But it's records like these - Young's 'Ditch Trilogy', Big Star's equally harrowing Third/Sister Lovers - that Tucek is drawing inspiration from, rather than the easy-going Harvest or the mellow, early Joni Mitchell, Carole King, Carly Simon albums that so many of her peers seem to be grooving on. And, listening to 'The Fireman', I'd add the consistently overlooked LA songwriter Dory Previn to Tucek's forebears as well. Like Previn, Tucek brings just the right balance of personal confession, objective distance, sardonic humour and ruthless psychological precision to her analysis of the father-daughter relationship (something Previn returned to compulsively, though in her case this was based on her father holding his family hostage at gunpoint for several days).

Tucek and producer Luther Russell show admirable restraint in the arrangements too, mostly paring everything back to acoustic guitar and piano so that when electric guitars and drums do enter the mix the effect is all the more powerful. The country-tinged melody of 'Smile For No-one' could have proved too syrupy if dressed up with strings and choirs and slide guitar, though paradoxically this might have increased its commercial potential. But the music is never allowed to over-inflate the emotion of a lyric, and the pitfalls of self-pity and sentimentality are similarly avoided: "You are such a child; who ever told you beautiful things don't die?", Sarabeth scolds herself on 'At the Bar', while 'The Doctor' admits to the shame of thinking ill of a recently-deceased loved one: "Cut from me the part of him that was so mean and cold."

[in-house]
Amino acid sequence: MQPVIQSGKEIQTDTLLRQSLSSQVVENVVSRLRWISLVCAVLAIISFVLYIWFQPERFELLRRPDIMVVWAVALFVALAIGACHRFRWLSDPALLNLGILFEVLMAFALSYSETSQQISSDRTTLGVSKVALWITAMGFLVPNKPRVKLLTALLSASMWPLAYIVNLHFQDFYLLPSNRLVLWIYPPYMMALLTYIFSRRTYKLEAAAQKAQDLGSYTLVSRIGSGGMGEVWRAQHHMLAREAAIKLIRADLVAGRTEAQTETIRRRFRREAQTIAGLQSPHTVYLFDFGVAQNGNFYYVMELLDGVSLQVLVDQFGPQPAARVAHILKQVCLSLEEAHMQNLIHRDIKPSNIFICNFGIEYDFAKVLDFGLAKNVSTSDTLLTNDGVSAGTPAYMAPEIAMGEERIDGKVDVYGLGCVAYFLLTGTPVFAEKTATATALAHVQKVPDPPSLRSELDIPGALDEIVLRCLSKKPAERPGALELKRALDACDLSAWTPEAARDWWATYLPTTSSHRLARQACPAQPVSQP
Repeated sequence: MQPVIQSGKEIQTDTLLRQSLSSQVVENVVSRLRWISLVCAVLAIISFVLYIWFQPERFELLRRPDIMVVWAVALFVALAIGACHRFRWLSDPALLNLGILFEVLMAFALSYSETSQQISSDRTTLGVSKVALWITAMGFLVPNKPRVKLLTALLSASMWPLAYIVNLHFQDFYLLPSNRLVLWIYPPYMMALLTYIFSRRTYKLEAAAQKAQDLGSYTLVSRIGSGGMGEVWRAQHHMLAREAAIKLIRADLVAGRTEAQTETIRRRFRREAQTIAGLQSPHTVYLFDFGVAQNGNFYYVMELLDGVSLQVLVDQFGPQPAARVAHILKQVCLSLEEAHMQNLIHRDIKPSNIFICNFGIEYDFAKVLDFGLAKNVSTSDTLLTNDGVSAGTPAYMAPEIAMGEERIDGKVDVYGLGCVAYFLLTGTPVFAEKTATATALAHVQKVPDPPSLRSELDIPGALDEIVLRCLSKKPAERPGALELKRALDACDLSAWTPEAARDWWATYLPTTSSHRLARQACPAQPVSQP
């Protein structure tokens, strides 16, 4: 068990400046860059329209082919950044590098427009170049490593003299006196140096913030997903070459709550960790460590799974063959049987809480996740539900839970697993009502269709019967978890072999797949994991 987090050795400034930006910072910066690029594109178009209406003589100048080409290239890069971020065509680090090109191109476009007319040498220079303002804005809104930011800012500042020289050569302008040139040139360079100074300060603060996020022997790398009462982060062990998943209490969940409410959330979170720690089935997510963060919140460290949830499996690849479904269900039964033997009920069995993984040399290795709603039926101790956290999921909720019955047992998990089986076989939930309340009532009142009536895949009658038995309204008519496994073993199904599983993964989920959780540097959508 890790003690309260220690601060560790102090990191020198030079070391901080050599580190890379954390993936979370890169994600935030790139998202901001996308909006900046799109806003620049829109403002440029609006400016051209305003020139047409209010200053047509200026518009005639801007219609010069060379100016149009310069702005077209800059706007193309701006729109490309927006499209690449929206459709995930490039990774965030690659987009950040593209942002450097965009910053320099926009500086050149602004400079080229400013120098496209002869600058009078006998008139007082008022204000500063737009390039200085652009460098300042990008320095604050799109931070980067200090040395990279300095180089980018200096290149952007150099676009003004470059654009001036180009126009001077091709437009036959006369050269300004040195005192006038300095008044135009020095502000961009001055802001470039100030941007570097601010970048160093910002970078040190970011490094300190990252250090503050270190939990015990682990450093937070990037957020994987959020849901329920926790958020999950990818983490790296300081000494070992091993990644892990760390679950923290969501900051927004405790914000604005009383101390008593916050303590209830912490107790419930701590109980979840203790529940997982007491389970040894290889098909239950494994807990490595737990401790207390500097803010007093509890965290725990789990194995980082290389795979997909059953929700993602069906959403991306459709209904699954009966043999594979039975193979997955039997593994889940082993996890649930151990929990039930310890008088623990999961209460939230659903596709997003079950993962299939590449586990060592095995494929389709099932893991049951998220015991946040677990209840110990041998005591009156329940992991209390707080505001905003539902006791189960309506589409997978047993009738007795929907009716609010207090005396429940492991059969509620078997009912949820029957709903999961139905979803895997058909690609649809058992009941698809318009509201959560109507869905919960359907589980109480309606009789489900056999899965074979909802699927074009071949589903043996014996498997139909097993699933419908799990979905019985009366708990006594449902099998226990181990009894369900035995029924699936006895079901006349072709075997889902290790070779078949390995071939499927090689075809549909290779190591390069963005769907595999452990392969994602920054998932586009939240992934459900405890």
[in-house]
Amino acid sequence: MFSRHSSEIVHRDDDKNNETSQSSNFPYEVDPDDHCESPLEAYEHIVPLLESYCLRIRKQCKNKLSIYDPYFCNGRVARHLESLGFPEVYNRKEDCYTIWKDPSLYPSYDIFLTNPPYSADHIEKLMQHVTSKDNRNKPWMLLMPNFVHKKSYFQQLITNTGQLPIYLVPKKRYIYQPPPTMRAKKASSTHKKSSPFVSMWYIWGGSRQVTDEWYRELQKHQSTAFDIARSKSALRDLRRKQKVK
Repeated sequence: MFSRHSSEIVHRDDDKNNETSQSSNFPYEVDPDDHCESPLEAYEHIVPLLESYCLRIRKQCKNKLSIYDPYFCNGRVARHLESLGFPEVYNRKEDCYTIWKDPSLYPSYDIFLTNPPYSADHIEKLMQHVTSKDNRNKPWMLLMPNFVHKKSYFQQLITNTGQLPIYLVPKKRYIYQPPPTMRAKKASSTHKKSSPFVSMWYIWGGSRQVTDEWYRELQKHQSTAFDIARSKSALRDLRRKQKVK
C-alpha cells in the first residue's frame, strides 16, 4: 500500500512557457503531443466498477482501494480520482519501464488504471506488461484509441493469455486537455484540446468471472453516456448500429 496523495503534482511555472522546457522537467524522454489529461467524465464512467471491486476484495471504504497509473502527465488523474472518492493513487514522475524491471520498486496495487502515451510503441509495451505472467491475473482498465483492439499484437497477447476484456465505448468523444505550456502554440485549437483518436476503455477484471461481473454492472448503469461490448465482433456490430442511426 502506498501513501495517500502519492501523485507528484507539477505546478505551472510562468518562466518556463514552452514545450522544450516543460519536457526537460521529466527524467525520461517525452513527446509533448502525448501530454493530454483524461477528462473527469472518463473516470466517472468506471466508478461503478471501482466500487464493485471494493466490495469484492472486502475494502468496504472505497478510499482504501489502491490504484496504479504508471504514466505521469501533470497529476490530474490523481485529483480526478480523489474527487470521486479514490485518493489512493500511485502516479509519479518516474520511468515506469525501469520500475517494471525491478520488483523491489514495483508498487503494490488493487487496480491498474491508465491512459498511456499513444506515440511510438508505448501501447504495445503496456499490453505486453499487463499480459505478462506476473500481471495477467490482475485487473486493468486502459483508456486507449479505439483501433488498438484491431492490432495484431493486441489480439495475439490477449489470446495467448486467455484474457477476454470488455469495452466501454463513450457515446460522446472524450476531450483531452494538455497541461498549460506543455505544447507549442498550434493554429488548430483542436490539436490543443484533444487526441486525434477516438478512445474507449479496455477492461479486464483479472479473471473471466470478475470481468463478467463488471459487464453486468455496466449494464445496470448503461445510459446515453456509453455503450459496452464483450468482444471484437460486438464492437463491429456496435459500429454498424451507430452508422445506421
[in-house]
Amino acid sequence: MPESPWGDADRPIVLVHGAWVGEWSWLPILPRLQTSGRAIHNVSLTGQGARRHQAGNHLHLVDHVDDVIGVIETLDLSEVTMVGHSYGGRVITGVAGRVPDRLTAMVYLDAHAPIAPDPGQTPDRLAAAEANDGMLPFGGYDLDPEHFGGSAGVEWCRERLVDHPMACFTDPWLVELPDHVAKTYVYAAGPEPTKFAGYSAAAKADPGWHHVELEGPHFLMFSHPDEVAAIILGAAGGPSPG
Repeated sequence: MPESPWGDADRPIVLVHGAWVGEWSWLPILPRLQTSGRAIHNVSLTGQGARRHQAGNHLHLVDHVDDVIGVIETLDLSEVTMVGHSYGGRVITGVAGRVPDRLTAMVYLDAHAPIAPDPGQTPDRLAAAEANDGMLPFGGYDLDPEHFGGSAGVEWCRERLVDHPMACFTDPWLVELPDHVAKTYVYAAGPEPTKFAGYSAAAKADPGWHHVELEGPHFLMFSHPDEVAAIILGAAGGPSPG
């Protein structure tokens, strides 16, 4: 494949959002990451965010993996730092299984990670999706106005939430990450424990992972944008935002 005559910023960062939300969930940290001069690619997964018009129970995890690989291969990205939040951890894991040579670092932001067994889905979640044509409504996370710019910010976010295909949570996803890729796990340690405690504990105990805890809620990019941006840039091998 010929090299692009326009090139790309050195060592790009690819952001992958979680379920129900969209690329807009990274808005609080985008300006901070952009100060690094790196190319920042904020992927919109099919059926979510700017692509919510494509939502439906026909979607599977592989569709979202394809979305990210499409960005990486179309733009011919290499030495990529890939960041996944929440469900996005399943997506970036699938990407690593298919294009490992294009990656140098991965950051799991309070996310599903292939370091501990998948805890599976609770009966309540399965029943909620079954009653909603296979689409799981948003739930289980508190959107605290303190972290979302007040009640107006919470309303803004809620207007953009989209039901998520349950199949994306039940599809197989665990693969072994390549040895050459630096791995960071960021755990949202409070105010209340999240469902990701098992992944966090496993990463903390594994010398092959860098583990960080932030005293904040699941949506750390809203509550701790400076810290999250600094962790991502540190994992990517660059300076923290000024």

And, ultimately, there is recovery, and moving on. "I am adjusting to the light," Tucek admits finally on 'Rising', which contrasts a dream of trying to hold her father safely above the rising waters with the rising sun outside her window at dawn and being able to rise from her bed and face the new day. And the title track, which closes the album, is the most stripped-down of all, yet is also the record's most hopeful and uplifting number. "I knew I was sad, I recognised it was bad, but now looking back I see my mind it was cracked," she admits. Then, "Go help someone, get them well… it just takes time."

This determination to seek resolution is the stamp of genuine authenticity for me. Get Well Soon doesn't romanticise or wallow in pain but catalogues it, accurately and unsentimentally, while knowing that the only value in such an activity is if it can be used to help someone else, that it's in the act of reaching out that we get over ourselves, and our own loss. There's a harsh reality in this record, and it remains real throughout, often raw, vulnerable and confused, but in proportion, never exploited or over-dramatised. Yes, it's another introspective, acoustic singer-songwriter album, but it's certainly not placid antidepressant music. This one's for real. This one gets through.